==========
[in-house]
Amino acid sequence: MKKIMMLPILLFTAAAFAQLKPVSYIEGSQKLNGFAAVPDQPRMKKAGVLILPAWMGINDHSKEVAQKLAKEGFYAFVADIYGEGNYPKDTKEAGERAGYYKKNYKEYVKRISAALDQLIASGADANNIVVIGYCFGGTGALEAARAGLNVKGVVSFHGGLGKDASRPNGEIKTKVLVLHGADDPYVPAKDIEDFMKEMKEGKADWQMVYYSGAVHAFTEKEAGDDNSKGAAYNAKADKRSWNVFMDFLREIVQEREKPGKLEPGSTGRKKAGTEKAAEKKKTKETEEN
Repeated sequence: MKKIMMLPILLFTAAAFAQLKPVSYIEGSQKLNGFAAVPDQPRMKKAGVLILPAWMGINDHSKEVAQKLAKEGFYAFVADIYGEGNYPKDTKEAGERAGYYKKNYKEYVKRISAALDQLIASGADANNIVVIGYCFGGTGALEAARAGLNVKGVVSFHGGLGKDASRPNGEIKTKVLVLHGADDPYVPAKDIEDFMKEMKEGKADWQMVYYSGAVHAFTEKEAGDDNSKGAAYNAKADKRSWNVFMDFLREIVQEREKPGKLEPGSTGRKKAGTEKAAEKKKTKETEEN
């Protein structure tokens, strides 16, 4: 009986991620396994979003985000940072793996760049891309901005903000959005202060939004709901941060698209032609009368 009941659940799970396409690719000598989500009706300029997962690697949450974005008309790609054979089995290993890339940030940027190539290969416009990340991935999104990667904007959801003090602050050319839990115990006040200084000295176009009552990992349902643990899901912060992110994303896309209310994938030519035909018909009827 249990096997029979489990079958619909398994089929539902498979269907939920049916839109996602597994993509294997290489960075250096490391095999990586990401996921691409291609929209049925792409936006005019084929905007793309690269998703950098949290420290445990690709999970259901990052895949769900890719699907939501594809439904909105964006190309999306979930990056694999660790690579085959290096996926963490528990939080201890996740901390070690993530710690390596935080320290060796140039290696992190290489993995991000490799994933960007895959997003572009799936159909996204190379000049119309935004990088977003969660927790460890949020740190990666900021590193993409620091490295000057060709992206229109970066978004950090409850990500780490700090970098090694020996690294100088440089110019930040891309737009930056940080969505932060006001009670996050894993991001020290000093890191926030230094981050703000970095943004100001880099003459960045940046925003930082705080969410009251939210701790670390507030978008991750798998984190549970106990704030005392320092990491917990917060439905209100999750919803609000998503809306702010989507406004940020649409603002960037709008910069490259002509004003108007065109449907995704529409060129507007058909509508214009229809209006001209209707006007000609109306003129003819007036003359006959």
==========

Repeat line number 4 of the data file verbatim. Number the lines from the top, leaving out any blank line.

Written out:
């Protein structure tokens, strides 16, 4: 009986991620396994979003985000940072793996760049891309901005903000959005202060939004709901941060698209032609009368 009941659940799970396409690719000598989500009706300029997962690697949450974005008309790609054979089995290993890339940030940027190539290969416009990340991935999104990667904007959801003090602050050319839990115990006040200084000295176009009552990992349902643990899901912060992110994303896309209310994938030519035909018909009827 249990096997029979489990079958619909398994089929539902498979269907939920049916839109996602597994993509294997290489960075250096490391095999990586990401996921691409291609929209049925792409936006005019084929905007793309690269998703950098949290420290445990690709999970259901990052895949769900890719699907939501594809439904909105964006190309999306979930990056694999660790690579085959290096996926963490528990939080201890996740901390070690993530710690390596935080320290060796140039290696992190290489993995991000490799994933960007895959997003572009799936159909996204190379000049119309935004990088977003969660927790460890949020740190990666900021590193993409620091490295000057060709992206229109970066978004950090409850990500780490700090970098090694020996690294100088440089110019930040891309737009930056940080969505932060006001009670996050894993991001020290000093890191926030230094981050703000970095943004100001880099003459960045940046925003930082705080969410009251939210701790670390507030978008991750798998984190549970106990704030005392320092990491917990917060439905209100999750919803609000998503809306702010989507406004940020649409603002960037709008910069490259002509004003108007065109449907995704529409060129507007058909509508214009229809209006001209209707006007000609109306003129003819007036003359006959």